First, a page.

re:bar on East 9th Gets a New Start Under Bar Vet Jeff Allison

re:bar opened this past spring, but you wouldn’t know it by asking around. The sleek little lounge in the Gateway District has barely registered with potential clientele, so ownership decided to bring in some new blood.

“It’s a Jeff Allison project now,” says Jeff Allison, a guy who knows his way around a bar. Allison is an industry veteran who made a name for himself in projects as varied – and successful – as Mercury Lounge, Touch Supper Club and Garage Bar. In recent years he’s been classing up joints like Urban Farmer, the 9, and the new Hilton.

Despite breathing fresh life into the space and project, Allison isn’t calling this a “reboot” of re:bar.

“It’s not even a reboot because it’s like it never even happened!” he says, animated as ever. “Because at the end of the day, nobody really knew the place ever existed.”

That’s a shame, because the overlooked lounge looks great. The owners pillaged an industrial salvage yard to outfit the space, formerly Mr. Bill’s. Terrifyingly weighty steel drums serve as pendant lights over the bar (and customers’ heads). Other overhead fixtures are fabricated from giant metal mesh bins. The front windows are constructed from beefy steel columns are raised and lowered via overhead rope winches. And then there’s the namesake rebar, in this case three-inch thick foot rails that ring the bar.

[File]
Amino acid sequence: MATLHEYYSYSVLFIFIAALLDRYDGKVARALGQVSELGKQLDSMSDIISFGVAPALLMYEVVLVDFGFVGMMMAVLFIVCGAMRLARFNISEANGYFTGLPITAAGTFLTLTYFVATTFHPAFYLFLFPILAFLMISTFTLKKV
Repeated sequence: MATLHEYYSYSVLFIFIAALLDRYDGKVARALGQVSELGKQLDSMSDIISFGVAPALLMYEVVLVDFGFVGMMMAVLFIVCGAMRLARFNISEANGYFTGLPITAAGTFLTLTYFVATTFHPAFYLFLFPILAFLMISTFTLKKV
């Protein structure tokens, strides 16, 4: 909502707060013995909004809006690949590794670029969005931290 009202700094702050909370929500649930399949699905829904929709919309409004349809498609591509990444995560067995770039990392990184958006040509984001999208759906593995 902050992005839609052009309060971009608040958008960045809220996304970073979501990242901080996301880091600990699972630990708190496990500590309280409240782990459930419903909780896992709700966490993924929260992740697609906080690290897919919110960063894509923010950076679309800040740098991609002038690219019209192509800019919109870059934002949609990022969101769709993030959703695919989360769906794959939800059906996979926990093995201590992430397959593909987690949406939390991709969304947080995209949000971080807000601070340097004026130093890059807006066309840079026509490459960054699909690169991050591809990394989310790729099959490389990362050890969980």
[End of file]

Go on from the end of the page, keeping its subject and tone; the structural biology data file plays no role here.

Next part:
Allison says that his plan is to create a bar that is “of the industry for the industry” – a place of quality that does not try to overcomplicate anything. Located in the heart of downtown, surrounded by office buildings, hotels and parking garages, re:bar has access to a large number of people going this way and that.

“All those people who work downtown. Also four hotels within walking distance. Down here there’s mostly restaurants and sports bars. This is not a sports bar environment, so they won’t feel out of place in their workplace attire.”

Allison has been on the cutting-edge of the cocktail scene going back to his Spy and Wish days. He’s seen trends come and go (I’m talking about you, long-ass “martini” lists). He appreciates the rise and appreciation of craft cocktails, just not all the accompanying pomp and pageantry, he says.

“The think I don’t like about the ‘cocktail movement’ is that this is supposed to be the service industry, with service being the operative word. If somebody wants a vodka soda, make them a damn vodka soda!”

re:bar offers local and domestic beer, both on draft and in bottles and cans. Most wine varietals are represented, though not in great numbers. And all the classic cocktails can be ordered and enjoyed.

“Manhattans, Moscow Mules, Last Words, Old Fashioneds, Dark and Stormys – the pillars of the cocktails scene that have stood the test of time,” he says.
“This is not a cocktail bar, but a cool place to enjoy a cocktail in a nice atmosphere with good music where you don’t feel like an old person.”

Allison is putting together a “wine bar-style food menu” with olives, cheese and charcuterie boards, maybe some bruschetta. He doesn’t have a ton of space with which to work, but he’d like to be able to offer the after-work crowd a nice bite to eat. If all goes as planned, Allison – and re:bar – can build a nice little bar business.

“I think over the course of the next weeks and months we can really turn this into something cool,” he says.
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Douglas Trattner

For 20 years, Douglas Trattner has worked as a full-time freelance writer, editor and author. His work on Michael Symon's "Carnivore," "5 in 5" and “Fix it With Food” have earned him three New York Times Best-Selling Author honors, while his longstanding role as Scene dining editor garnered the award of “Best...
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